Let’s get to the root of the problem.
Fake reviews on Amazon aren’t new – they’ve existed on Amazon since the e-comm platform was first created. However, according to the investigation, the problem appears to have intensified in 2015, when Amazon began to allow Chinese sellers into its ecosystem. The decision led to a 33 percent increase in new products, sparking intense competition among sellers to generate higher product ratings, which has resulted in the gamification of ratings and reviews.
What’s Amazon saying?
Amazon has stated that “less than 1%” of its reviews are ingenuine and has cautioned against taking independent sites’ data at face value.
Despite the majority of consumers looking at ratings and reviews prior to making a purchase, only 38 percent of consumers currently click in to see the online reputation or profile of the person who generated the rating or review. In a world where even reviews can be gamified, consumers will soon begin looking for additional layers of social proof on top of ratings and reviews to verify credibility. Namely, 43 percent of consumers noted that, if an influencer is the one generating the rating or review, it would add credibility.
To get ahead of this and improve efficiencies, marketers can prompt influencers, who have just shared their product experiences on their own channels, to submit reviews and product content, as well. Product photos, videos, and other forms of content paired with written reviews are becoming the standard review format, enabling customers to exchange all relevant points-of-view about the product, its features, and its use cases.
Google’s Bid to Go Cookie-Less
Google is said to be having internal discussions about a number of changes to its consumer- and advertiser-facing tools, and is considering blocking third-party cookie targeting on Chrome and its Google Marketing Network.
Two words: data privacy. According to sources close to the matter, Google teams want to placate consumers’ fears about data privacy, which have been growing exponentially since the Cambridge Analytica scandal. If Google Chrome was to block cookies, it would follow the implementation of third-party tracking restrictions on Apple’s Safari, Mozilla’s Firefox, and Brave’s offering.
Although much will depend on if and how exactly Google implements its cookie-blocking approach, some entities will inevitably fare better than others. If the ability to target people is compromised, those who can enrich the buying experience behind the cookie will prevail.
As the industry moves to a cookie-less world, it’s important to consider how programmatic buying practices will shift. Instead of buying an audience, we could see a shift towards programmatic buying based on direct channels and influencers to reach that same audience (think: if your target audience is fashionable millennials in Boston, programmatically buying Boston-based fashion influencers to reach that demographic). In this scenario, waste is not only inevitable, but it’s also beneficial, as it gives marketers the opportunity to expand to relevant audiences and reach more consumers.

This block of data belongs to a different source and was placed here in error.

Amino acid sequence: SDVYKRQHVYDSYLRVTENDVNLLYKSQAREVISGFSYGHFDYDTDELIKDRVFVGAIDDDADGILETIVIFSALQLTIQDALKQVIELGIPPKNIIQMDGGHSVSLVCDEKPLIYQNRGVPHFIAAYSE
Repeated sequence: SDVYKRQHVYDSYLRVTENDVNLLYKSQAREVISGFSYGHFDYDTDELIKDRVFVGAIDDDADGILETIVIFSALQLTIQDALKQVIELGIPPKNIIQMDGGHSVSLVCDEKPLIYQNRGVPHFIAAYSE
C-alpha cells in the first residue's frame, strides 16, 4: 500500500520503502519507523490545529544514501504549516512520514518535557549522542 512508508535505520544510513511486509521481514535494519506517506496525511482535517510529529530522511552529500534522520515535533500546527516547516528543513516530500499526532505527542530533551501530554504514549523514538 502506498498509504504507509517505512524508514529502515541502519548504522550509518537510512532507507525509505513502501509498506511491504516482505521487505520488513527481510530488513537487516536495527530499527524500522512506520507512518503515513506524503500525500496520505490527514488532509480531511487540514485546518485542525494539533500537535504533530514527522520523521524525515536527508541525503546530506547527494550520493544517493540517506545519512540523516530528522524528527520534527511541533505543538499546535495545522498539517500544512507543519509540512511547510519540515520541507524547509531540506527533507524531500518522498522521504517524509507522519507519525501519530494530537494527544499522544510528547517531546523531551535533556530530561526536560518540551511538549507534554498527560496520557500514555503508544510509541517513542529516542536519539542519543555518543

In-House, Agency, or #TeamBoth?
In a recent panel, Verizon’s associate general counsel Kelly Whiting highlighted the various benefits of bringing agencies in-house, from proximity to business, insights, and leadership, to cost efficiencies and nimbleness.
You have my attention.
According to an October survey from the Association of National Advertisers (ANA), advertisers with in-house agencies jumped to 78 percent in 2018 from 42 percent in 2008. One of the biggest draws for brands bringing marketing tasks in-house is cost savings and creative efficiencies. In a separate study, nearly 40 percent of client-side marketers said that cost efficiencies were the primary benefit, ahead of speed, creative expertise, more control, and better brand knowledge.
What’s Verizon saying?
“I think what [Verizon] is working through with its agencies is in the recognition of who does what and when. It’s recognizing what in-house can do well and also recognizing that there are times our agencies have expertise in areas where we may not. We can rely on them to provide guidance.” – Kelly Whiting, Associate General Counsel, Verizon
In the same way that Verizon is thinking about the role of the in-house agency in supplementing its existing strategy and business goals, brands have the opportunity to think about bringing influencers in-house in a similar capacity. Through enduring influencer partnerships (vs. one-off activations), brands have the opportunity to foster a more collaborative and transparent creative process.